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Today's Flashback Friday encourages parents to remind their teens -- whether still at home or away at college -- to avoid the regret, avoid impaired driving on St. Patrick's Day and every day.
It’s reasonable to believe that many of the lessons learned in addressing the issue of drunk driving among teens could be applied to teens driving under the influence of marijuana. The question is, what will work and what won’t?
I thought you might interested in a summary of the science that links lack of sleep with crashes involving teen drivers, and how schools are addressing it.
In recognition of National Teen Driver Safety Week (NTDSW), today’s Flashback Friday post is dedicated to some of our most popular NTDSW-focused blogs.
A recent study taps useful research tools and data sources to shed light on the importance of strong state alcohol policies in preventing young people from dying in alcohol-related crashes.
CIRP@CHOP's Flaura Winston, MD, PhD shares how to fix a blind spot in critical care: the heightened crash risk of doctors working consecutive night shifts.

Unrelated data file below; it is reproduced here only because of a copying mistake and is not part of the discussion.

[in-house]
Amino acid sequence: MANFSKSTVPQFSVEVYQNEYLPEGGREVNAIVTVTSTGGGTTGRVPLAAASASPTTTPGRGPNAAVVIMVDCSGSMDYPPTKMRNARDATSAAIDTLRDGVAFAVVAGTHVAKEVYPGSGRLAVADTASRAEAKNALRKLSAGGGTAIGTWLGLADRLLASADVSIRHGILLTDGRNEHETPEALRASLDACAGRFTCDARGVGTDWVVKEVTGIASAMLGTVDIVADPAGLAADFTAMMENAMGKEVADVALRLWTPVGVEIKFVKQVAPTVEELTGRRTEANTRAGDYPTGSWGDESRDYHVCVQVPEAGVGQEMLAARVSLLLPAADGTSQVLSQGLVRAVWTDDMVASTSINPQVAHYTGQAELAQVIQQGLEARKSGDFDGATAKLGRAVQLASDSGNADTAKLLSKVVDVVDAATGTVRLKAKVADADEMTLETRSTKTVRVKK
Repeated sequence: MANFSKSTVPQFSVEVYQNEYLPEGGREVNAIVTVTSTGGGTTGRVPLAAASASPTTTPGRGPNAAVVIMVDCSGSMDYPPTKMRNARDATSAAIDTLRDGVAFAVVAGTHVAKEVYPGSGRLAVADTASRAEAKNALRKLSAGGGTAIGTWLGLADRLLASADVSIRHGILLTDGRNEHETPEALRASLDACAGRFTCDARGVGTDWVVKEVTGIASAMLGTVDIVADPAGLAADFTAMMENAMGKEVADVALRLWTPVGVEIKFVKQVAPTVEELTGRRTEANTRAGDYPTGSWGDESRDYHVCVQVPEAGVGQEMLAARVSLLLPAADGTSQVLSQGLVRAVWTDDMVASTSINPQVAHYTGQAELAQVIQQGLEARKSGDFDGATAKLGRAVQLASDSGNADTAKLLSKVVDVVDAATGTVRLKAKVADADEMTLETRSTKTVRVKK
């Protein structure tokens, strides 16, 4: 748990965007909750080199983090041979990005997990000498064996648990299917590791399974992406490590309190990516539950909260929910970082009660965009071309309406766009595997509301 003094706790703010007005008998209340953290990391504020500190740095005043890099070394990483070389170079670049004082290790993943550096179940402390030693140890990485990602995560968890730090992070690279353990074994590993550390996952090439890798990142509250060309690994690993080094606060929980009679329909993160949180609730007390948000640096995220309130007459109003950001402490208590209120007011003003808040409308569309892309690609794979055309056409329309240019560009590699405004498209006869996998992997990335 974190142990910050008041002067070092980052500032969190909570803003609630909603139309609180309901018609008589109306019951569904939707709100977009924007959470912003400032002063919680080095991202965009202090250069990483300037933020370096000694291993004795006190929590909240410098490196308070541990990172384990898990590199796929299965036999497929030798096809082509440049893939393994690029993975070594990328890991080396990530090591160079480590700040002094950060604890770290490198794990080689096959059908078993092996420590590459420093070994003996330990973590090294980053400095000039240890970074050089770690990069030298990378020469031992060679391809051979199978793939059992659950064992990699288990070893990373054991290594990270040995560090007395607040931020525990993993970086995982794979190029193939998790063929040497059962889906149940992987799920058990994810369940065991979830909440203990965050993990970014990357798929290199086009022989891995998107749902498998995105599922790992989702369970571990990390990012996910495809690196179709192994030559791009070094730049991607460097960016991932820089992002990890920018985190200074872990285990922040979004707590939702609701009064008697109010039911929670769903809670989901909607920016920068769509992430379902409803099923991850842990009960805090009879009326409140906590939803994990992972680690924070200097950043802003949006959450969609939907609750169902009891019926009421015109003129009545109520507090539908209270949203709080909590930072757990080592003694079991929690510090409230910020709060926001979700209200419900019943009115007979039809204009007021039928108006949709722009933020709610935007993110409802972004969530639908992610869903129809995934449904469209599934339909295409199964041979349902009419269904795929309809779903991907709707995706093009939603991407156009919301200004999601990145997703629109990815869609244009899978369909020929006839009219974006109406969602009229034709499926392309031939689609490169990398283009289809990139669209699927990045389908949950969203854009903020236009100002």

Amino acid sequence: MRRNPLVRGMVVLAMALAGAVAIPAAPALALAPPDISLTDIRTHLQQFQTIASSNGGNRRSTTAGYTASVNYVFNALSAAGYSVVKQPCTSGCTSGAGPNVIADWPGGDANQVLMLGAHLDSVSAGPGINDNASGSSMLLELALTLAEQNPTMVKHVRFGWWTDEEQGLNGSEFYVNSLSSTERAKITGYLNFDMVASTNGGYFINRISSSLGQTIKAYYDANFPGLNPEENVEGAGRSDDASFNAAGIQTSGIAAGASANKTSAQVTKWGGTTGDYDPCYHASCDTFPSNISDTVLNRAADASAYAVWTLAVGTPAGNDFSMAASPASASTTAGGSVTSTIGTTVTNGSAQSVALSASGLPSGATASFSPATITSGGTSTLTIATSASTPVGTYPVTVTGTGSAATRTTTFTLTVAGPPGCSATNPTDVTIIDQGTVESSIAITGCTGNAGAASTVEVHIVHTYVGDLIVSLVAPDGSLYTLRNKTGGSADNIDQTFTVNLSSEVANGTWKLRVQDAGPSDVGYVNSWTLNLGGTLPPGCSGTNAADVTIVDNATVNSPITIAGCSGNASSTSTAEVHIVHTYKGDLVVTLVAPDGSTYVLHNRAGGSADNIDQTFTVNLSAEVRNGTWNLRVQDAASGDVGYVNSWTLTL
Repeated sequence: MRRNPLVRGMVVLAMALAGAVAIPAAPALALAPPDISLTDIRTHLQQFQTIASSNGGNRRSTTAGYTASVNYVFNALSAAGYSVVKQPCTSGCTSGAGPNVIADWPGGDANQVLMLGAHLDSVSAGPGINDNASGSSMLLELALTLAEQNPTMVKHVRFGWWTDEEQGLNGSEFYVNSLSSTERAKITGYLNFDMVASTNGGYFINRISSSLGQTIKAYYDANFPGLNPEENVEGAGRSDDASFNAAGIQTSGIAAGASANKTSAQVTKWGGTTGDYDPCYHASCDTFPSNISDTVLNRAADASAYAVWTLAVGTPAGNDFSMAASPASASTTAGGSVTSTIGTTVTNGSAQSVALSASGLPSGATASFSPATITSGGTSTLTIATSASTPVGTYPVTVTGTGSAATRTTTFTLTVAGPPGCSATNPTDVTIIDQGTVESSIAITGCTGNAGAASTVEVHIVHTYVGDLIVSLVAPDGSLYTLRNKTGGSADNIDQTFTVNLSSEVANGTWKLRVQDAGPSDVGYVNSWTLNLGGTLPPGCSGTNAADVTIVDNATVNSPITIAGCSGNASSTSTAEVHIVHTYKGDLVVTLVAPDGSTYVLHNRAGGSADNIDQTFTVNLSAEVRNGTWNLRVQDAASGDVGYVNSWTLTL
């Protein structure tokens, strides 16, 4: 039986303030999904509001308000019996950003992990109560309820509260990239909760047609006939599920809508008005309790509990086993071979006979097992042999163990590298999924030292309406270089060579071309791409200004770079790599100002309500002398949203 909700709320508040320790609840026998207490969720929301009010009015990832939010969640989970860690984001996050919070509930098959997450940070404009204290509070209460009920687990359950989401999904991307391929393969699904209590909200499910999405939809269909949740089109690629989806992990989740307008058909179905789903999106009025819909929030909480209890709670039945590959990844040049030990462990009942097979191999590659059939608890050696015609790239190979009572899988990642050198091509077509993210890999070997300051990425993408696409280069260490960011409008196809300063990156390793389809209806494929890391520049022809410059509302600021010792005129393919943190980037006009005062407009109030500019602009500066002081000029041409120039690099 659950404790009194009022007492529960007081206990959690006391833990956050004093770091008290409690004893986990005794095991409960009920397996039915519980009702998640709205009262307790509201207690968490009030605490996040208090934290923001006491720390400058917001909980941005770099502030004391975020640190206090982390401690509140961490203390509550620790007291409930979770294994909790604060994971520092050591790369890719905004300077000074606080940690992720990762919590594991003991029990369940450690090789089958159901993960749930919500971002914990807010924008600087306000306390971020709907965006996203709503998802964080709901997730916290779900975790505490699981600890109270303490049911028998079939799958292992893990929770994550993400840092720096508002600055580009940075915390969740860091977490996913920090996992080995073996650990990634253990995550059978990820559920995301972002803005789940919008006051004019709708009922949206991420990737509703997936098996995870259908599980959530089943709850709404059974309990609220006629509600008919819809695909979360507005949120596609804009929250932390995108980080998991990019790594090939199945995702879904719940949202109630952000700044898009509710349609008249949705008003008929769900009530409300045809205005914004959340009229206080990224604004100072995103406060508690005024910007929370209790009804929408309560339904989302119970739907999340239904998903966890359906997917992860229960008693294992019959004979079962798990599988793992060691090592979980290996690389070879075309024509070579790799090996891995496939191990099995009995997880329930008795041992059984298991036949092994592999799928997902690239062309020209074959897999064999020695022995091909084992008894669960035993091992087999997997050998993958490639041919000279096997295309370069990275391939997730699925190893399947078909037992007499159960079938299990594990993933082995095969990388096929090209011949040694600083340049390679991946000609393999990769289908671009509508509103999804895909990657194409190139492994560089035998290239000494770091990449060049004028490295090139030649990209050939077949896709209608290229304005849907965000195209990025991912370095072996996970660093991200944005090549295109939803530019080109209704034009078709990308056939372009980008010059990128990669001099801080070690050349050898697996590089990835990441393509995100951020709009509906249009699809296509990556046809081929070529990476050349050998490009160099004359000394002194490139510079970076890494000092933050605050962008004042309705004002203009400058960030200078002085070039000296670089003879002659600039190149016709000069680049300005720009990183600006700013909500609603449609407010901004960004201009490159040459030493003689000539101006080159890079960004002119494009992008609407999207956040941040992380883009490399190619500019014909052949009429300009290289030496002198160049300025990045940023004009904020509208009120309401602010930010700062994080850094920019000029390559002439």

New CIRP@CHOP research sheds light on why teens talk or text on their cell phones while driving.
Keeping the lines of communication open is important in helping to promote safe teen behaviors, as both a passenger and a driver. Here are some tips for families to follow during National Teen Driver Safety Week and throughout the year.
The Center for Injury Research and Prevention (CIRP) Research Team at The Children's Hospital of Philadelphia (CHOP) shares this year's theme for National Teen Driver Safety Week (October 18-24, 2015) in this blog post and offers messaging and activities teens and families can use to spread the word.
In July, Oregon will become the fourth state to legalize recreational use of marijuana. In this post, NHTSA's first large scale study on the risk of associated with driving while under the influence of alcohol and other drugs (including marijuana) is discussed.